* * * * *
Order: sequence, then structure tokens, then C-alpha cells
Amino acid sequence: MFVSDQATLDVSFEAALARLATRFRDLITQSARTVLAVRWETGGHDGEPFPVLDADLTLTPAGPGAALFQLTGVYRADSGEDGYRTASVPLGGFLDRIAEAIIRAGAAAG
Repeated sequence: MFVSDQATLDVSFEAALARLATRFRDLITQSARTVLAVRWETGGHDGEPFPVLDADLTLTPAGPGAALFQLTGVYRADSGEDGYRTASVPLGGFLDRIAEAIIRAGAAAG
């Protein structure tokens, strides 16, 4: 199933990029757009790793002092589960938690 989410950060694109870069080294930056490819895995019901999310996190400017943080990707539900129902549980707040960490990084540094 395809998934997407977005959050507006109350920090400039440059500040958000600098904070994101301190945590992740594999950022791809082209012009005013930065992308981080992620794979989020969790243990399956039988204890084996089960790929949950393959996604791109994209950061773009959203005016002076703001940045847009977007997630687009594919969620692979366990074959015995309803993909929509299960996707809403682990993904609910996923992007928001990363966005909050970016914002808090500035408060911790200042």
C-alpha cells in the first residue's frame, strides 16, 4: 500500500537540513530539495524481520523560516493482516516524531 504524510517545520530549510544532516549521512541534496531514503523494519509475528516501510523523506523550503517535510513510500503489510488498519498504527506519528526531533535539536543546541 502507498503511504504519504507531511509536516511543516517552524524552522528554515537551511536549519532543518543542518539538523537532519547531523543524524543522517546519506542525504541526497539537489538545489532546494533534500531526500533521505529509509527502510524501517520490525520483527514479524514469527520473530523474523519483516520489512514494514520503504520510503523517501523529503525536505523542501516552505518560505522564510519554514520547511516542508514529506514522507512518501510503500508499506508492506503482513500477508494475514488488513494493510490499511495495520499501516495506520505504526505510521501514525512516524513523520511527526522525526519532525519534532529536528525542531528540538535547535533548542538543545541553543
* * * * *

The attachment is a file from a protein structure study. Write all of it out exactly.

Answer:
Order: sequence, then structure tokens, then C-alpha cells
Amino acid sequence: MFVSDQATLDVSFEAALARLATRFRDLITQSARTVLAVRWETGGHDGEPFPVLDADLTLTPAGPGAALFQLTGVYRADSGEDGYRTASVPLGGFLDRIAEAIIRAGAAAG
Repeated sequence: MFVSDQATLDVSFEAALARLATRFRDLITQSARTVLAVRWETGGHDGEPFPVLDADLTLTPAGPGAALFQLTGVYRADSGEDGYRTASVPLGGFLDRIAEAIIRAGAAAG
């Protein structure tokens, strides 16, 4: 199933990029757009790793002092589960938690 989410950060694109870069080294930056490819895995019901999310996190400017943080990707539900129902549980707040960490990084540094 395809998934997407977005959050507006109350920090400039440059500040958000600098904070994101301190945590992740594999950022791809082209012009005013930065992308981080992620794979989020969790243990399956039988204890084996089960790929949950393959996604791109994209950061773009959203005016002076703001940045847009977007997630687009594919969620692979366990074959015995309803993909929509299960996707809403682990993904609910996923992007928001990363966005909050970016914002808090500035408060911790200042």
C-alpha cells in the first residue's frame, strides 16, 4: 500500500537540513530539495524481520523560516493482516516524531 504524510517545520530549510544532516549521512541534496531514503523494519509475528516501510523523506523550503517535510513510500503489510488498519498504527506519528526531533535539536543546541 502507498503511504504519504507531511509536516511543516517552524524552522528554515537551511536549519532543518543542518539538523537532519547531523543524524543522517546519506542525504541526497539537489538545489532546494533534500531526500533521505529509509527502510524501517520490525520483527514479524514469527520473530523474523519483516520489512514494514520503504520510503523517501523529503525536505523542501516552505518560505522564510519554514520547511516542508514529506514522507512518501510503500508499506508492506503482513500477508494475514488488513494493510490499511495495520499501516495506520505504526505510521501514525512516524513523520511527526522525526519532525519534532529536528525542531528540538535547535533548542538543545541553543